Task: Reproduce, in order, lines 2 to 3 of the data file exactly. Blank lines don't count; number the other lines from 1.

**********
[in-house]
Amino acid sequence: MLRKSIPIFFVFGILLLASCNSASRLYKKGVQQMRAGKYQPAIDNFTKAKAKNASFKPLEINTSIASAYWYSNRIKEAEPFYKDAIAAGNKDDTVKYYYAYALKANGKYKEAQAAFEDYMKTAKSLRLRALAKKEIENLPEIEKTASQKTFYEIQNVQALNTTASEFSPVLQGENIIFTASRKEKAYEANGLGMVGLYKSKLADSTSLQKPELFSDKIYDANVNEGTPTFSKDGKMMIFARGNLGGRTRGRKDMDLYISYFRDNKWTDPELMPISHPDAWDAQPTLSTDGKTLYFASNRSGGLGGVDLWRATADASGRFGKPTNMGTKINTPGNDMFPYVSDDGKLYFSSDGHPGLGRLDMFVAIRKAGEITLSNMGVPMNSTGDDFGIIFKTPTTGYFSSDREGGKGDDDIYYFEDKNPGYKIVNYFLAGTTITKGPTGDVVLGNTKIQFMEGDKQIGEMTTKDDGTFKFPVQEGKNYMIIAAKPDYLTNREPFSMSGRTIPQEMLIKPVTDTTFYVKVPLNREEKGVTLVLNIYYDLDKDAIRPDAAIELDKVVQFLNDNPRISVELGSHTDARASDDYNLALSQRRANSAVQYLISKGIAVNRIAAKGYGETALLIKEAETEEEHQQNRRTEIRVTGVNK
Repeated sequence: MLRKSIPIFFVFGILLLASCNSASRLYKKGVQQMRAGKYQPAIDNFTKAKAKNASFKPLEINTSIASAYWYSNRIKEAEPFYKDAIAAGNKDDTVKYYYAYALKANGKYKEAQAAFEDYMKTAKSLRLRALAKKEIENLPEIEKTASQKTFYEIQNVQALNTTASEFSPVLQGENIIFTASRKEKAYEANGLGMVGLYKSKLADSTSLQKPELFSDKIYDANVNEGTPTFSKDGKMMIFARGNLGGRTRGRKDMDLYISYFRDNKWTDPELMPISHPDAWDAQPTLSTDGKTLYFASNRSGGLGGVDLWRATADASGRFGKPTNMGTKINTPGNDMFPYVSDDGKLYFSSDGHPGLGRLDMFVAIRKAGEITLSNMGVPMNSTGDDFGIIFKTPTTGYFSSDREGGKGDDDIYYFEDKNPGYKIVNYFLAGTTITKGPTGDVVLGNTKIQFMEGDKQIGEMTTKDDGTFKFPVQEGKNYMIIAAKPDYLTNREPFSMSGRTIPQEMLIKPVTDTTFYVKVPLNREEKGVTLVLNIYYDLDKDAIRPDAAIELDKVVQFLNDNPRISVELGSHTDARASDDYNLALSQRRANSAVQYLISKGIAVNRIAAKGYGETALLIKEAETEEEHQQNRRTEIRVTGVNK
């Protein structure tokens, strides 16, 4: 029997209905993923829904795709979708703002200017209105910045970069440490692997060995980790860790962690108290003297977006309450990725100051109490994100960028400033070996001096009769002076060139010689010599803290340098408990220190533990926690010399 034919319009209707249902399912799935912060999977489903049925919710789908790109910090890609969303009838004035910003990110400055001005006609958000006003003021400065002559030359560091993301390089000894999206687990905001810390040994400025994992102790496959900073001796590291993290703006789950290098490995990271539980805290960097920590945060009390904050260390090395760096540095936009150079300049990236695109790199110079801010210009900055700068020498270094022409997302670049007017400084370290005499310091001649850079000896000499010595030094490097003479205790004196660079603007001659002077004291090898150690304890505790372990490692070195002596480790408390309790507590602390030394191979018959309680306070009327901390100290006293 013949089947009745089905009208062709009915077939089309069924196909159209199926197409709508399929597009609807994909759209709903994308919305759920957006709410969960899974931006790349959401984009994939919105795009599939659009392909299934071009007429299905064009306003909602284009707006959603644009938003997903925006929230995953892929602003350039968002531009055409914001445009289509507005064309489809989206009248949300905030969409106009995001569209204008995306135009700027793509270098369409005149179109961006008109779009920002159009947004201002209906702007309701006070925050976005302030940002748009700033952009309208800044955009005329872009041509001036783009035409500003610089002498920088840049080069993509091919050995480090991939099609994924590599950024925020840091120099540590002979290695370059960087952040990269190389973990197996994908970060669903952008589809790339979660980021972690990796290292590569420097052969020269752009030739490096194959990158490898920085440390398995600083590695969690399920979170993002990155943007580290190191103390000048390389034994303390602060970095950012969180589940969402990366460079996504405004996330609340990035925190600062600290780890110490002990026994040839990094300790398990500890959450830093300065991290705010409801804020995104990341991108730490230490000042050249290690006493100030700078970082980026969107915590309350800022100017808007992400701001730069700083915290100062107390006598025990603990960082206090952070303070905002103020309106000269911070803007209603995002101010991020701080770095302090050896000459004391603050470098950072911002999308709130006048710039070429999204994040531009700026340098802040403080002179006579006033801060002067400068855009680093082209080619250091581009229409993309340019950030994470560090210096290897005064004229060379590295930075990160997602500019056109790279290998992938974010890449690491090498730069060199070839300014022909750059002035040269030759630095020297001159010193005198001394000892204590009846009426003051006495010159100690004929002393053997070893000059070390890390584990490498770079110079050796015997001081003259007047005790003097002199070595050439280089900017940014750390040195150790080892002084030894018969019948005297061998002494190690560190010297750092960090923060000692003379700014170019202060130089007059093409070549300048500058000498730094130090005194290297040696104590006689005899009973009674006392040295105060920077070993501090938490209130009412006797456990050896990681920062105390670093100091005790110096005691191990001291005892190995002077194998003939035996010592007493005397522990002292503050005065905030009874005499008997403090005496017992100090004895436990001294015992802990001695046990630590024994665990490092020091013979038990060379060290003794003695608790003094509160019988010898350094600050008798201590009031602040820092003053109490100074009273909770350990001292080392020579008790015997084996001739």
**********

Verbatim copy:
Amino acid sequence: MLRKSIPIFFVFGILLLASCNSASRLYKKGVQQMRAGKYQPAIDNFTKAKAKNASFKPLEINTSIASAYWYSNRIKEAEPFYKDAIAAGNKDDTVKYYYAYALKANGKYKEAQAAFEDYMKTAKSLRLRALAKKEIENLPEIEKTASQKTFYEIQNVQALNTTASEFSPVLQGENIIFTASRKEKAYEANGLGMVGLYKSKLADSTSLQKPELFSDKIYDANVNEGTPTFSKDGKMMIFARGNLGGRTRGRKDMDLYISYFRDNKWTDPELMPISHPDAWDAQPTLSTDGKTLYFASNRSGGLGGVDLWRATADASGRFGKPTNMGTKINTPGNDMFPYVSDDGKLYFSSDGHPGLGRLDMFVAIRKAGEITLSNMGVPMNSTGDDFGIIFKTPTTGYFSSDREGGKGDDDIYYFEDKNPGYKIVNYFLAGTTITKGPTGDVVLGNTKIQFMEGDKQIGEMTTKDDGTFKFPVQEGKNYMIIAAKPDYLTNREPFSMSGRTIPQEMLIKPVTDTTFYVKVPLNREEKGVTLVLNIYYDLDKDAIRPDAAIELDKVVQFLNDNPRISVELGSHTDARASDDYNLALSQRRANSAVQYLISKGIAVNRIAAKGYGETALLIKEAETEEEHQQNRRTEIRVTGVNK
Repeated sequence: MLRKSIPIFFVFGILLLASCNSASRLYKKGVQQMRAGKYQPAIDNFTKAKAKNASFKPLEINTSIASAYWYSNRIKEAEPFYKDAIAAGNKDDTVKYYYAYALKANGKYKEAQAAFEDYMKTAKSLRLRALAKKEIENLPEIEKTASQKTFYEIQNVQALNTTASEFSPVLQGENIIFTASRKEKAYEANGLGMVGLYKSKLADSTSLQKPELFSDKIYDANVNEGTPTFSKDGKMMIFARGNLGGRTRGRKDMDLYISYFRDNKWTDPELMPISHPDAWDAQPTLSTDGKTLYFASNRSGGLGGVDLWRATADASGRFGKPTNMGTKINTPGNDMFPYVSDDGKLYFSSDGHPGLGRLDMFVAIRKAGEITLSNMGVPMNSTGDDFGIIFKTPTTGYFSSDREGGKGDDDIYYFEDKNPGYKIVNYFLAGTTITKGPTGDVVLGNTKIQFMEGDKQIGEMTTKDDGTFKFPVQEGKNYMIIAAKPDYLTNREPFSMSGRTIPQEMLIKPVTDTTFYVKVPLNREEKGVTLVLNIYYDLDKDAIRPDAAIELDKVVQFLNDNPRISVELGSHTDARASDDYNLALSQRRANSAVQYLISKGIAVNRIAAKGYGETALLIKEAETEEEHQQNRRTEIRVTGVNK